d. an igniter in the combustion chamber and positioned in the flow of exhaust gases generated by the flame holder, whereby the exhaust gases are ignited and burned in the combustion chamber; and
e. an outlet port for releasing the burned exhaust gases from the combustion chamber.
2. The combustor of claim 1, the outlet port having a cross-sectional area approximately the same size as the cross-sectional area of the exhaust tube.
3. The combustor of claim 1, wherein the igniter comprises an electrode and a ground positioned to define a gap therebetween at the point of convergence and a control element for generating a spark at the gap for igniting the gases.
4. The combustor of claim 3, wherein the control element is a spark plug.
5. The combustor of claim 1, further including a center hole in the disk and in axial alignment with the igniter gap.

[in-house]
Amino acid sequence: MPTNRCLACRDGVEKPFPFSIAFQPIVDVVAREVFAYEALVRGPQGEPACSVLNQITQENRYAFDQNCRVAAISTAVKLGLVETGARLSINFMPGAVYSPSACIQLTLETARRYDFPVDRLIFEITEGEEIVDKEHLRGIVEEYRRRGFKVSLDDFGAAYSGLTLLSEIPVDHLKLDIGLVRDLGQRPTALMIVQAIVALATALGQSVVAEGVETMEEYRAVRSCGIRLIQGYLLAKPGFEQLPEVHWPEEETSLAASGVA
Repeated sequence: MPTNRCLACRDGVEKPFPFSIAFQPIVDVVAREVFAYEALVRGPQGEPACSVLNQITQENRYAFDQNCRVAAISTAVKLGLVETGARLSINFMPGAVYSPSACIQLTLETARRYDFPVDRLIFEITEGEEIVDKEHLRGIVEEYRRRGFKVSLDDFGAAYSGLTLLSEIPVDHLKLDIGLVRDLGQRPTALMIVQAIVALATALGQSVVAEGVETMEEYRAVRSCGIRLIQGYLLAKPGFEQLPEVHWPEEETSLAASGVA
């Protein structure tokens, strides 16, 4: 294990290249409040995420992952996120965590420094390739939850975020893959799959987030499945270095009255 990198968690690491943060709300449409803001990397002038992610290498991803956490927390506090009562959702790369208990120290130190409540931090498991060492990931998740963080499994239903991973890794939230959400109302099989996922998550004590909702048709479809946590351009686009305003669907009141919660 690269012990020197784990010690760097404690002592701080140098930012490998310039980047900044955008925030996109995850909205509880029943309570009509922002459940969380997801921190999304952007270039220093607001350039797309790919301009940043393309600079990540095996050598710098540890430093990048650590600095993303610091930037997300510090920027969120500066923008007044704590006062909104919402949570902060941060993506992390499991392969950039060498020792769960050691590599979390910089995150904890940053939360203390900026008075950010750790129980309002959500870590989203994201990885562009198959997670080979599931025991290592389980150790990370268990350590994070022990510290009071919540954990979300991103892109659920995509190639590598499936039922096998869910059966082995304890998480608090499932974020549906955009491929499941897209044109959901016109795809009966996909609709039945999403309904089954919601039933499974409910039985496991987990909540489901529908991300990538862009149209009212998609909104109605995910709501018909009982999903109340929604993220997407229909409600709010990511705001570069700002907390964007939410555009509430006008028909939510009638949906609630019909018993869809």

6. The combustor of claim 1, further including an expansion chamber between the inlet and the combustion chamber.
7. The combustor of claim 6, further including a reducing chamber between the combustion chamber and the outlet.
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US08259423 US5584178A (en) 1994-06-14 1994-06-14 Exhaust gas combustor
PCT/US1995/007565 WO1995035436A3 (en) 1994-06-14 1995-06-13 Exhaust gas combustor
DE1995625716 DE69525716D1 (en) 1994-06-14 1995-06-13 exhaust gas burner
DE1995625716 DE69525716T2 (en) 1994-06-14 1995-06-13 exhaust gas burner
EP19950927115 EP0713563B1 (en) 1994-06-14 1995-06-13 Exhaust gas combustor

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US5823760A (en) * 1994-12-01 1998-10-20 Wartsila Diesel, Inc. Method of operating a combined cycle power plant
US5953909A (en) * 1998-08-03 1999-09-21 Waltrip, Iii; Owen R. Combustor for unspent exhaust from an internal combustion engine